We recently played How We Came to Live Here—a game about playing in a myth derived from the cultures of various Pueblo peoples. When I first picked up the game, I had concerns. One was about the appropriateness of my taking a role in a Native American myth, but that’s a post for another day. The RPG takes pains to be sensitive to these issues and goes out of its way to build a bridge for someone like myself to be involved. I believe in the good intentions of the work, and it communicates respect for Native American culture in every paragraph.

But in doing so, it remains quiet on gender issues that I think ought to be addressed.

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First, let me just say that the word narrative is terribly overloaded in the game industry. Turn it this way, it means story. Turn it that way, it means the events in a game. Turn it yet another, and it’s a play style. Here, I’m using it to talk about genre. About the kinds of stories we tell with role-playing games. There are an almost innumerable number, each with a different narrative space.

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We talk a lot on this blog about issues of balance. This is tied to fairness[1]. There’s a strong unspoken assumption in game design that, if you believe balance is a relevant category for your game, then your game should have it, should be balanced.

I’ve just been talking with Austin about why I’d rather play D&D 3.5 than D&D 4 if I’m looking to play a minis game, and in so doing, I had a realization. Two rogues with spears in a party, flanking at long reach? It’s great. It’s something hard to do with 4e. It’s something particular to the ways 3.5 is broken and imbalanced. And it’s part of why I would play 3.5 not just as a minis game, but as an actual role-playing game.

Role-playing games should be unfair, but they should be unfair in both directions.

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  1. See Rob Donoghue for more thoughts on that. []

This week, Rob Donoghue has been posting a compare-and-contrast about video games and tabletop games. On Tuesday, he said something that’s been brewing in my head for a bit.

The key point from that post, for my purposes, is that video games are very tolerant of failure—there’s almost no cost for failing, just the time invested in the failed attempt, because you can keep trying until you get it right. (I hope I’ve done his point justice, anyway.)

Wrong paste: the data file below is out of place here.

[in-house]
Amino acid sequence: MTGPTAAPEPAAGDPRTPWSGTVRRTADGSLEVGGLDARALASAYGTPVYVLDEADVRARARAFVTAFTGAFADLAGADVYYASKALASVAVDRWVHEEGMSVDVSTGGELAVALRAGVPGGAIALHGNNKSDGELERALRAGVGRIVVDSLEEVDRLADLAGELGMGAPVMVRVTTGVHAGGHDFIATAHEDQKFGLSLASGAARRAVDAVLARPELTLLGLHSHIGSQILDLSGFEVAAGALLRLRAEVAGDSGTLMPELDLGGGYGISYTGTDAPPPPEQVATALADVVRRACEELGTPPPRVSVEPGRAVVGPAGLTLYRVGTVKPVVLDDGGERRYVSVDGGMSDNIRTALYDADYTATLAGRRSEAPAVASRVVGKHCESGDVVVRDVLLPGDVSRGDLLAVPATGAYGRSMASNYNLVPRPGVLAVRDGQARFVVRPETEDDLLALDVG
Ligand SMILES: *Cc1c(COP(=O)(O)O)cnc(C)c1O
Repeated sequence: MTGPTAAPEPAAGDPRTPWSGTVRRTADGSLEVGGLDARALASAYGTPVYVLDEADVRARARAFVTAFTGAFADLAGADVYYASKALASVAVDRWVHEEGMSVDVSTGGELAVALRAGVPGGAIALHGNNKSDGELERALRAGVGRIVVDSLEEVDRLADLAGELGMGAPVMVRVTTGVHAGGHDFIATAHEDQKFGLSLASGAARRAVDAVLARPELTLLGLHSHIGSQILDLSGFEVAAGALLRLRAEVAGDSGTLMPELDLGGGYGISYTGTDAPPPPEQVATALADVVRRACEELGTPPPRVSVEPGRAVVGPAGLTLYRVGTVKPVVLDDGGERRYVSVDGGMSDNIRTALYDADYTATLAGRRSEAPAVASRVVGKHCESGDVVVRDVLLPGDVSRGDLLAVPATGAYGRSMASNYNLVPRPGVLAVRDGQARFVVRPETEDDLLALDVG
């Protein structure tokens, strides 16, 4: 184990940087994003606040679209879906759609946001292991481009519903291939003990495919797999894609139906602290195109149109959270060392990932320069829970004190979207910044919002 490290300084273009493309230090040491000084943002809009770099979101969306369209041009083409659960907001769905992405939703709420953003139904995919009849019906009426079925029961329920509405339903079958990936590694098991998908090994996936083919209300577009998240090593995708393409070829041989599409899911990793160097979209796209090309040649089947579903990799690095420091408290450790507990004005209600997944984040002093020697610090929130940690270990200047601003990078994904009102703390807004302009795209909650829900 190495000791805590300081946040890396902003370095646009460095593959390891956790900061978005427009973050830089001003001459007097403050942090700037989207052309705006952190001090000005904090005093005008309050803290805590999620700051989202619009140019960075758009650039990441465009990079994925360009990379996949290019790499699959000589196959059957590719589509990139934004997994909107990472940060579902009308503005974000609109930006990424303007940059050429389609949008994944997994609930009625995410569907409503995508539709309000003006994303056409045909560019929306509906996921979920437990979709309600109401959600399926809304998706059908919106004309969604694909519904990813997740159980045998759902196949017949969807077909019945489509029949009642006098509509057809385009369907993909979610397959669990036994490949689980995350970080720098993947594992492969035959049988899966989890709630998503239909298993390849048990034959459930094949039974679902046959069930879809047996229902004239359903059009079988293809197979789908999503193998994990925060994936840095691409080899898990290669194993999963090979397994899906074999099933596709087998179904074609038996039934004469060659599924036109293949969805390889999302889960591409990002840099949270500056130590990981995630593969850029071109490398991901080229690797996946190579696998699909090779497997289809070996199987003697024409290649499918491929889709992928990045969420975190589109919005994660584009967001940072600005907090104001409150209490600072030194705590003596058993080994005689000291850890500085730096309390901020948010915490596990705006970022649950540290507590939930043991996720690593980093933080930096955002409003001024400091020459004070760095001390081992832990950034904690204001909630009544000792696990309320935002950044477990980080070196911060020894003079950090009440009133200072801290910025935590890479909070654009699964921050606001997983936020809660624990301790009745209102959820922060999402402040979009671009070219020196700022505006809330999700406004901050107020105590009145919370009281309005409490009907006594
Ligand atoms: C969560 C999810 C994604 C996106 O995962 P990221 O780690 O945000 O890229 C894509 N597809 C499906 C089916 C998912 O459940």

That didn’t sit right with me. Not because I don’t think he’s right—I do. That is a property of video games. But I think it’s purely a flaw.

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Recently we circulated among ourselves a very well-written article by Robert Schwalb about the frustration surrounding skill systems, particularly in D&D. I recommend the article, but want to talk about an idea that’s slightly tangental—target fixation.

Target fixation is the concept of becoming so focused on something that one excludes everything else, to the detriment of achieving the goal one set out to do. Here, it expresses itself as an obsession with the mechanics of a game, as if they were the only way to achieve anything. As Schwalb points out, if everything is a skill check, then story is quickly abandoned in favor of a series of sequential skill checks. Nothing in a game should be allowed to dominate play to that extent.

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Earlier, I talked about how boundaries figured into Being Awesome, and into Exalted. After some thought, I realized that there was a lot going on with this idea of boundaries in RPGs.

Boundaries do two things simultaneously. They limit the game from the creative infinite, and create an identity for the game that is unique to it. Setting makes up some of the game’s boundaries, but in play it is often the case that rules do most of the grunt work. But this makes sense because all games are defined by rules. Without rules you do not have a game, you have Calvin Ball. Rules define a simply incredible volume of a game by their very presence, though a full discussion of how and why “System Matters” is beyond the scope of this post. Suffice to say, rules define a great deal about the tone of a game, and how it’s played.

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